For the past 10 years, I have been caught in between many worlds of the Christian faith. I grew up southern baptist; I worked at progressive non-denominational church; I went to a Catholic college; I have led trips for churches from the mainline denominations; I have friends in the Orthodox church; I am now an Anglican. I have more questions than answers. I have theological misgivings with most of them — including the Anglican church — but if you know Christians by their fruit and their love, then the fruit is fresh and ripe across the board. Also, every single one of these denominations fall into the temptation of legalism, and if they have somehow skirted this abomination by God’s grace, they adhere unknowingly to some other vice.
You extend more grace toward some denomiations, and judge others more strongly. So do I, and I hate myself for it. Sometimes your critiques are insightful and helpful. Sometimes they self-righteous. So are mine.
When it comes to loving Jesus, following him, being loved by him, I’m not sure what all this means. What I do know is this — we, the Church, Christianity, and people who love Jesus, have given the world enough reasons to walk away.
“Too many ‘truths’ are wielded by people who are angry and without humility. I t hink if a truth is not accepted, it is because it is not given humbly. Truth that is weilded like a bludgeon overwhlems and is rejected. Truth should be humble. Jesus said, ‘I am gentle and humble of heart.'” The Monks of Tibhirine
I have been incredibly encouraged by the amount of Christians doing the work of Jesus here in Athens. Many have given their lives for the cause of Christ; they have sacrificed their desires and wills to love the refugees because they believe Jesus provides hope for a people who have lost all hope.
On the other hand, I have also been discouraged by many of them, too. Alliances have been formed amongst evangelical churches that exclude Catholics and Orthodox Christians because they deem them as being not “born again.” Ecumenical relationships have been forged between Anglicans and the Orthodox church, but they have left out the evangelicals because they proselytize in an overt way while providing aid. Yet, the work all of them is doing is in the name of Jesus. My heart hurts for the division amongst ourselves. I know, I know, it is an age old problem, one that will continue for the rest of time, but the sting will always be present.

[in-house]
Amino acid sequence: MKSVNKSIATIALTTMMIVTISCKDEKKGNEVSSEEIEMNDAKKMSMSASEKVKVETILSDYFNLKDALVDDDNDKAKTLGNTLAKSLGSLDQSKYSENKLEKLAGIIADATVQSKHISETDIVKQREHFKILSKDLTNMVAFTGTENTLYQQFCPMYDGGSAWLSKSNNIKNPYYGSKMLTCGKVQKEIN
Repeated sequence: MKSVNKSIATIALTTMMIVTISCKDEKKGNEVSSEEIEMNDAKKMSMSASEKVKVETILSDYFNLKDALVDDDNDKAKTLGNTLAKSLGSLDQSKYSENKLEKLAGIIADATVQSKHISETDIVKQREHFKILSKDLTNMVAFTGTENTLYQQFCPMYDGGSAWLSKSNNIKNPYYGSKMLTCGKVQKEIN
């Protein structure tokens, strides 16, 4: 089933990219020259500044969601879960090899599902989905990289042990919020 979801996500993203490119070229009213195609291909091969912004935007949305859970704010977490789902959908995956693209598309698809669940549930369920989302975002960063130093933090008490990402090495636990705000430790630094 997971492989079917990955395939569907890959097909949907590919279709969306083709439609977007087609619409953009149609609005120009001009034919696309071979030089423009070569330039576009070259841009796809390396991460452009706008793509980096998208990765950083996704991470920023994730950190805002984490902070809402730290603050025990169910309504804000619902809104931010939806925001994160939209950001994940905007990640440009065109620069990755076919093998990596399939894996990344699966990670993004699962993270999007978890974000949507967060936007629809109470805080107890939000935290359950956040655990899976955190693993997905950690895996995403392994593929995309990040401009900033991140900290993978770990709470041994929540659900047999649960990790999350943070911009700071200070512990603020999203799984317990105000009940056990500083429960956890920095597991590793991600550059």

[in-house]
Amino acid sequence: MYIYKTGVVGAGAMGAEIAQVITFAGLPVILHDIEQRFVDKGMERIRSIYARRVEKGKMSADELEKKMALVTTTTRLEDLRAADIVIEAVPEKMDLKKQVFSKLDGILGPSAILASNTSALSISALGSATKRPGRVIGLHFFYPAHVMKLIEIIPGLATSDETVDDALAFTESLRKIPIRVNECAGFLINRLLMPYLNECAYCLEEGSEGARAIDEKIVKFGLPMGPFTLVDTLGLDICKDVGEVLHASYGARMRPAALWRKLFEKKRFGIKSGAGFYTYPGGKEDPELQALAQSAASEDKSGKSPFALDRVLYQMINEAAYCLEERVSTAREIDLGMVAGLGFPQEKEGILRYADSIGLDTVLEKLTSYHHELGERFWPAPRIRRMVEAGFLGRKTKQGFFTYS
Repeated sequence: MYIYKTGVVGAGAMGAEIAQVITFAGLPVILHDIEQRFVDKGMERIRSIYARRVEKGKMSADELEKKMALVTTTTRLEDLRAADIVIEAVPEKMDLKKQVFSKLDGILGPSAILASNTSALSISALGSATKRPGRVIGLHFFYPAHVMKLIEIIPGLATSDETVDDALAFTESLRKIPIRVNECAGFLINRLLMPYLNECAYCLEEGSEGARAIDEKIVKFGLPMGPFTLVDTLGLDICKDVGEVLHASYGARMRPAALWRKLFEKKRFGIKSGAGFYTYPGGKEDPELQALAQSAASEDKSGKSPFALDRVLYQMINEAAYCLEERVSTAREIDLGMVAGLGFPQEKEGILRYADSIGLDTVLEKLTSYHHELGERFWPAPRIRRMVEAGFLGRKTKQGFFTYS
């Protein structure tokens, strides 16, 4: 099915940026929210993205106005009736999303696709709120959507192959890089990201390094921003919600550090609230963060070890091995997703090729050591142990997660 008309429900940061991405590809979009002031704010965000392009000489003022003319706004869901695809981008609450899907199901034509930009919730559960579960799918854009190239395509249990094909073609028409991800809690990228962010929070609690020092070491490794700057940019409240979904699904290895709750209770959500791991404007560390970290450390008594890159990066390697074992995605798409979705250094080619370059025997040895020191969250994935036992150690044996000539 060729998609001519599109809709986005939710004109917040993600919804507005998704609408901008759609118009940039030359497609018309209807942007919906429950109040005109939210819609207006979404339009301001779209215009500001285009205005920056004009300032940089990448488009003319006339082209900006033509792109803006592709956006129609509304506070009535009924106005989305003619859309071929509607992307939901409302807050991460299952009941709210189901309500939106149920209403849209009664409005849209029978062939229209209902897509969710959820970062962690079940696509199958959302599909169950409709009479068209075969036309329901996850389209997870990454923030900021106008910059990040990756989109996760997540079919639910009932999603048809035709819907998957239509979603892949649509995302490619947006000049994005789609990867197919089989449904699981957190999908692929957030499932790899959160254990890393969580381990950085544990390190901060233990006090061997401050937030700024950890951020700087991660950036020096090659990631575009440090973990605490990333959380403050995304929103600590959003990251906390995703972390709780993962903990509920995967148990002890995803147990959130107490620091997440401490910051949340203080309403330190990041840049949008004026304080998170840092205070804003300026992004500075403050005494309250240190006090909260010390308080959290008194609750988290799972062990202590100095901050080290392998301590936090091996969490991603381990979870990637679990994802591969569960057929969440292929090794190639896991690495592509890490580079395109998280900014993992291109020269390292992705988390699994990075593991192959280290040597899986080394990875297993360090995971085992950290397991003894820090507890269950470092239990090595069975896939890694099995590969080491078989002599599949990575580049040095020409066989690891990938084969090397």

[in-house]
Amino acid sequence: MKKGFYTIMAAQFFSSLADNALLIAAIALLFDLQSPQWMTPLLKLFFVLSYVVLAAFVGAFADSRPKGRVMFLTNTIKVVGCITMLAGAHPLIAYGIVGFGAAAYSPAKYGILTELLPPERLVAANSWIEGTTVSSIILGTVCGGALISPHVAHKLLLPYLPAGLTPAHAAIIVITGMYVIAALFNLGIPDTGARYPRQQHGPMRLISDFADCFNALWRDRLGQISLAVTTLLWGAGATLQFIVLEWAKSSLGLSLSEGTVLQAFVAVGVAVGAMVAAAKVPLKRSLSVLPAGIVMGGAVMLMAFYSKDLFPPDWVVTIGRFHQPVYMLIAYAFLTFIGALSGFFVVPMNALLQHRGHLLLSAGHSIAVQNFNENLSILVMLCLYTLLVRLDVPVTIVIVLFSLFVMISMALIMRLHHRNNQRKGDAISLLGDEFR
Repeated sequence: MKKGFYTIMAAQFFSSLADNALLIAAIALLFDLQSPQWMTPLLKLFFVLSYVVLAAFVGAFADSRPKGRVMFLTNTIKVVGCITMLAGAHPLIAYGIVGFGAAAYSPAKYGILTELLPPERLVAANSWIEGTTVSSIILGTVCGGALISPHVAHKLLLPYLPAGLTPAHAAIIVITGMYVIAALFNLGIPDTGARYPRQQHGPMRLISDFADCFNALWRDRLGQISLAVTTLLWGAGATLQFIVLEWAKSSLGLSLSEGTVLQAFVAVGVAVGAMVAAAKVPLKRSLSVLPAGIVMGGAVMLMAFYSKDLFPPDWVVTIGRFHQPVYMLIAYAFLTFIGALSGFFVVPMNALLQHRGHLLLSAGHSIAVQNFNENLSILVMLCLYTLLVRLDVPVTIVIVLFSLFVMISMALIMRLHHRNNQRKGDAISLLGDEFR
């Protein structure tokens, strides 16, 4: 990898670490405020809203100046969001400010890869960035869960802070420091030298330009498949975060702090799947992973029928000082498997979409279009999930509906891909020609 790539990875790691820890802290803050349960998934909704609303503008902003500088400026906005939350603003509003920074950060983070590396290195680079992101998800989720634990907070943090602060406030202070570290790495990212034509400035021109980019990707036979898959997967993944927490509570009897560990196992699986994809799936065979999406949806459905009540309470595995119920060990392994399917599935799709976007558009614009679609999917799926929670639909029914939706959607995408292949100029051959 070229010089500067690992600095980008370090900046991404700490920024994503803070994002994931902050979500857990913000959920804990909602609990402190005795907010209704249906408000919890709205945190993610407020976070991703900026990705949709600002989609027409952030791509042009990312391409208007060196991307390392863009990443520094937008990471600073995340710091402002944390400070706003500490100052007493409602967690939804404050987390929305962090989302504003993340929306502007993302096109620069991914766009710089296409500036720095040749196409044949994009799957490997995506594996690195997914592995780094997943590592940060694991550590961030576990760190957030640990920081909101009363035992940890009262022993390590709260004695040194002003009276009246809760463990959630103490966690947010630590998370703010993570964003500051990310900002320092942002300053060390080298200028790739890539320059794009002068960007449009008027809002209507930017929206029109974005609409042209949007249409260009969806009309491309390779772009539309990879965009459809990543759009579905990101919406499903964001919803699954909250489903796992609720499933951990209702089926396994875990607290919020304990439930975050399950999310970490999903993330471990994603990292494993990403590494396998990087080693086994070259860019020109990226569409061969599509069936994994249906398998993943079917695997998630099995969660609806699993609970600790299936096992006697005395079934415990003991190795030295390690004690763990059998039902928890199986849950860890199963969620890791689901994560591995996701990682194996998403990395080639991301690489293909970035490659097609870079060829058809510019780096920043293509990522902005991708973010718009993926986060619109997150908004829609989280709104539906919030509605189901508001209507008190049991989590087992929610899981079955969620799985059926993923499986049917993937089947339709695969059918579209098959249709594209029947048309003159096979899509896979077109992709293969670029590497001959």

I wish, in the times of desperation and brokenness, when the Church catholic responds to the needs of the world, we could get on board with Abbot Jean-Marc —
“Christians get lost too easily in dogma and theology . Every conception imoses a limit. Doctrine limits. What is important is my relation to the other person.”
This is why Jesus narrows all of the commandments down into two simple ones which deal with the relation to the other — Love God; Love your neighbor. Who is your neighbor? All men.
“All men are created in God’s image [Catholics and evangelicals!]. God is presesnt in all his children, including killers. It is never too late for his children to come home…Without a belief in God’s presence in all his creatures, no matter how dim the spark might seem, men lose their humanity. They become mere labels, and abstrations…If you love only those who love you [or think like you], what have you accomplished? Even the despised tax collector can do that, the Lord reminded his disciples.” The Monks of Tibhirine
I pray my judgmental attidude towards other denominations are washed away. I pray God gives me the peace to challenge the preconceived notions of those who drag both the evangelicals and the orthodox through the mud because of some doctrinal differences. I pray Christians wouldn’t be married to divisive language, but instead would seek the common language of the creeds and the commandments of Jesus — words all Christians hold on to dearly.